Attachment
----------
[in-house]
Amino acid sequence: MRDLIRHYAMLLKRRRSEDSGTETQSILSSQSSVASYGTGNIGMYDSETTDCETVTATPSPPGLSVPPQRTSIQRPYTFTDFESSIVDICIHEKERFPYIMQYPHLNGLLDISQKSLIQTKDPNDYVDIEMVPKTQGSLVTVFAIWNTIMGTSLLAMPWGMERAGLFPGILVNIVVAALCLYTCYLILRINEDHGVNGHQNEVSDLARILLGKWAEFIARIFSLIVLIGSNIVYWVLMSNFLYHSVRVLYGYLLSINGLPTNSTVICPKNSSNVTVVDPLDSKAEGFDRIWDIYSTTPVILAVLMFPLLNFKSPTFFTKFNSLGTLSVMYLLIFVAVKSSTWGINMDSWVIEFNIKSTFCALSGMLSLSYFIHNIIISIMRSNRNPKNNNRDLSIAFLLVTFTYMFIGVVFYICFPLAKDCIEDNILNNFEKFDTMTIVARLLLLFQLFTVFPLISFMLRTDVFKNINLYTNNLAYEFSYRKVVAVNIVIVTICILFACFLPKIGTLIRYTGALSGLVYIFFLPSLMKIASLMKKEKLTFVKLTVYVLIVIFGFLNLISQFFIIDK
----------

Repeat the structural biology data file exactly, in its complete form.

[in-house]
Amino acid sequence: MRDLIRHYAMLLKRRRSEDSGTETQSILSSQSSVASYGTGNIGMYDSETTDCETVTATPSPPGLSVPPQRTSIQRPYTFTDFESSIVDICIHEKERFPYIMQYPHLNGLLDISQKSLIQTKDPNDYVDIEMVPKTQGSLVTVFAIWNTIMGTSLLAMPWGMERAGLFPGILVNIVVAALCLYTCYLILRINEDHGVNGHQNEVSDLARILLGKWAEFIARIFSLIVLIGSNIVYWVLMSNFLYHSVRVLYGYLLSINGLPTNSTVICPKNSSNVTVVDPLDSKAEGFDRIWDIYSTTPVILAVLMFPLLNFKSPTFFTKFNSLGTLSVMYLLIFVAVKSSTWGINMDSWVIEFNIKSTFCALSGMLSLSYFIHNIIISIMRSNRNPKNNNRDLSIAFLLVTFTYMFIGVVFYICFPLAKDCIEDNILNNFEKFDTMTIVARLLLLFQLFTVFPLISFMLRTDVFKNINLYTNNLAYEFSYRKVVAVNIVIVTICILFACFLPKIGTLIRYTGALSGLVYIFFLPSLMKIASLMKKEKLTFVKLTVYVLIVIFGFLNLISQFFIIDK